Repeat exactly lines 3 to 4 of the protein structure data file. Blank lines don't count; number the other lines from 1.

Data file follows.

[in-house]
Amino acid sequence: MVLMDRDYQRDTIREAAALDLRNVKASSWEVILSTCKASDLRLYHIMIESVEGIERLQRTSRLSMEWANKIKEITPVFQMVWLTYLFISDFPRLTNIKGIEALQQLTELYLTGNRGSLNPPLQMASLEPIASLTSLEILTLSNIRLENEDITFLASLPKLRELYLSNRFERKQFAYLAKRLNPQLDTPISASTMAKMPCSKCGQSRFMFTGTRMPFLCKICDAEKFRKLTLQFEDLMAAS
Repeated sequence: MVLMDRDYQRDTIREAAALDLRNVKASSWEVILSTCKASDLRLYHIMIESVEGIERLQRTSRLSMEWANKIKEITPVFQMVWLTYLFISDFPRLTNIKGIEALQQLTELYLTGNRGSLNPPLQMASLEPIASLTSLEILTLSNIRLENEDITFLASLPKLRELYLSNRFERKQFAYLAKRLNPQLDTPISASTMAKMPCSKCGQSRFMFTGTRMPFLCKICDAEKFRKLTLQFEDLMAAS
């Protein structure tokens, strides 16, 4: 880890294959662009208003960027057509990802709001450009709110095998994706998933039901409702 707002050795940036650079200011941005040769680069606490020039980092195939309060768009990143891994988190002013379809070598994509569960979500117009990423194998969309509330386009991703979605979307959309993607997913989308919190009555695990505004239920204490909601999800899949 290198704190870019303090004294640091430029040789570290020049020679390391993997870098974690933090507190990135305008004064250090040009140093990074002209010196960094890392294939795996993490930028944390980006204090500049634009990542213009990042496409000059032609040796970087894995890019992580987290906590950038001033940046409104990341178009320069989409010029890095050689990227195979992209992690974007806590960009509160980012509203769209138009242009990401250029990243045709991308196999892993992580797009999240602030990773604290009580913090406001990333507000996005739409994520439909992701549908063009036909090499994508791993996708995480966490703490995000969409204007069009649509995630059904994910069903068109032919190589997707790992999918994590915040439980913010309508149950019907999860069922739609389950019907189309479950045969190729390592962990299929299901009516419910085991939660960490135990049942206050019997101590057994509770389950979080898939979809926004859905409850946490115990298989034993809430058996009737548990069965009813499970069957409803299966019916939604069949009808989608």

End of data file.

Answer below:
Repeated sequence: MVLMDRDYQRDTIREAAALDLRNVKASSWEVILSTCKASDLRLYHIMIESVEGIERLQRTSRLSMEWANKIKEITPVFQMVWLTYLFISDFPRLTNIKGIEALQQLTELYLTGNRGSLNPPLQMASLEPIASLTSLEILTLSNIRLENEDITFLASLPKLRELYLSNRFERKQFAYLAKRLNPQLDTPISASTMAKMPCSKCGQSRFMFTGTRMPFLCKICDAEKFRKLTLQFEDLMAAS
């Protein structure tokens, strides 16, 4: 880890294959662009208003960027057509990802709001450009709110095998994706998933039901409702 707002050795940036650079200011941005040769680069606490020039980092195939309060768009990143891994988190002013379809070598994509569960979500117009990423194998969309509330386009991703979605979307959309993607997913989308919190009555695990505004239920204490909601999800899949 290198704190870019303090004294640091430029040789570290020049020679390391993997870098974690933090507190990135305008004064250090040009140093990074002209010196960094890392294939795996993490930028944390980006204090500049634009990542213009990042496409000059032609040796970087894995890019992580987290906590950038001033940046409104990341178009320069989409010029890095050689990227195979992209992690974007806590960009509160980012509203769209138009242009990401250029990243045709991308196999892993992580797009999240602030990773604290009580913090406001990333507000996005739409994520439909992701549908063009036909090499994508791993996708995480966490703490995000969409204007069009649509995630059904994910069903068109032919190589997707790992999918994590915040439980913010309508149950019907999860069922739609389950019907189309479950045969190729390592962990299929299901009516419910085991939660960490135990049942206050019997101590057994509770389950979080898939979809926004859905409850946490115990298989034993809430058996009737548990069965009813499970069957409803299966019916939604069949009808989608």